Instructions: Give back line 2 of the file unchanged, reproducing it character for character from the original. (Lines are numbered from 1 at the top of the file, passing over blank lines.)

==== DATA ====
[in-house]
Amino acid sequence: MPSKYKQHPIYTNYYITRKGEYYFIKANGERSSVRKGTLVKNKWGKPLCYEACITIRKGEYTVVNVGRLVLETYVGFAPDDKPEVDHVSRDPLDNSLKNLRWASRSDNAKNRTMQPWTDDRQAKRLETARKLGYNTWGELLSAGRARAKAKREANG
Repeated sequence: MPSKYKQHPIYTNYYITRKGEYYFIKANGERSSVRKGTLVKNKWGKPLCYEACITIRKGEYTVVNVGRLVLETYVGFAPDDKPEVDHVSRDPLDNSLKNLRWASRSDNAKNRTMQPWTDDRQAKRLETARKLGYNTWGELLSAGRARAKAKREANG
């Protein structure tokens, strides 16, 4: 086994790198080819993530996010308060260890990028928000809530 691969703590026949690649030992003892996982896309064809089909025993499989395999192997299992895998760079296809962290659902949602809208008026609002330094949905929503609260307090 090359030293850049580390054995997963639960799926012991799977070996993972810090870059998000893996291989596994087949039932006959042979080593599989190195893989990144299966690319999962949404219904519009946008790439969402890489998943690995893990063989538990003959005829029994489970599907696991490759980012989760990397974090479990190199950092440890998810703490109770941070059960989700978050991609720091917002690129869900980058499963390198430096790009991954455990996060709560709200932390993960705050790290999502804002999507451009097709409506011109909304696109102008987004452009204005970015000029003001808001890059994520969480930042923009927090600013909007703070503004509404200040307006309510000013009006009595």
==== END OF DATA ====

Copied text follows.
Amino acid sequence: MPSKYKQHPIYTNYYITRKGEYYFIKANGERSSVRKGTLVKNKWGKPLCYEACITIRKGEYTVVNVGRLVLETYVGFAPDDKPEVDHVSRDPLDNSLKNLRWASRSDNAKNRTMQPWTDDRQAKRLETARKLGYNTWGELLSAGRARAKAKREANG